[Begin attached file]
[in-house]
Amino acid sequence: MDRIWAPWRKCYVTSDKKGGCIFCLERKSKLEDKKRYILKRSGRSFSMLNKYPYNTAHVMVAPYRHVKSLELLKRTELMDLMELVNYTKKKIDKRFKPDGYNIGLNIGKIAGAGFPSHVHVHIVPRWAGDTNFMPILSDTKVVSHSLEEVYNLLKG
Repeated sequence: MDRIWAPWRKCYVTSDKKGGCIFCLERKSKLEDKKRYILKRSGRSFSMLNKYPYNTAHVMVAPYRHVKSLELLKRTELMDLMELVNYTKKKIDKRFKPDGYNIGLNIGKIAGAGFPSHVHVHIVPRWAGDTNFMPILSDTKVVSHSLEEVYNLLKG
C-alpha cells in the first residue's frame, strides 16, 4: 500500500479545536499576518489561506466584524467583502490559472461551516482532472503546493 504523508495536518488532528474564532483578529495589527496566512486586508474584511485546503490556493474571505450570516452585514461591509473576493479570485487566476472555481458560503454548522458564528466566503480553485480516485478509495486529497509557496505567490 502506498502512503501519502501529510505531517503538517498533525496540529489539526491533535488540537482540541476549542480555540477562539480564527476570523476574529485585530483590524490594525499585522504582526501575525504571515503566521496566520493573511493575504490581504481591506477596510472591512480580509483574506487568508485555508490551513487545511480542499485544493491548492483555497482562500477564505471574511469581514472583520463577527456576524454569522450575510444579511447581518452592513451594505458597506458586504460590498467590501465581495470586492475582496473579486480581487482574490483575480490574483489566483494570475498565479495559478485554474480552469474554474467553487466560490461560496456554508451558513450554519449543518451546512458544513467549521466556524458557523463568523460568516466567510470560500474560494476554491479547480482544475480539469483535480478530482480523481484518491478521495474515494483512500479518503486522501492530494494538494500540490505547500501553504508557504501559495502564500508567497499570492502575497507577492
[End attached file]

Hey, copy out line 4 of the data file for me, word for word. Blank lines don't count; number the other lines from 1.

C-alpha cells in the first residue's frame, strides 16, 4: 500500500479545536499576518489561506466584524467583502490559472461551516482532472503546493 504523508495536518488532528474564532483578529495589527496566512486586508474584511485546503490556493474571505450570516452585514461591509473576493479570485487566476472555481458560503454548522458564528466566503480553485480516485478509495486529497509557496505567490 502506498502512503501519502501529510505531517503538517498533525496540529489539526491533535488540537482540541476549542480555540477562539480564527476570523476574529485585530483590524490594525499585522504582526501575525504571515503566521496566520493573511493575504490581504481591506477596510472591512480580509483574506487568508485555508490551513487545511480542499485544493491548492483555497482562500477564505471574511469581514472583520463577527456576524454569522450575510444579511447581518452592513451594505458597506458586504460590498467590501465581495470586492475582496473579486480581487482574490483575480490574483489566483494570475498565479495559478485554474480552469474554474467553487466560490461560496456554508451558513450554519449543518451546512458544513467549521466556524458557523463568523460568516466567510470560500474560494476554491479547480482544475480539469483535480478530482480523481484518491478521495474515494483512500479518503486522501492530494494538494500540490505547500501553504508557504501559495502564500508567497499570492502575497507577492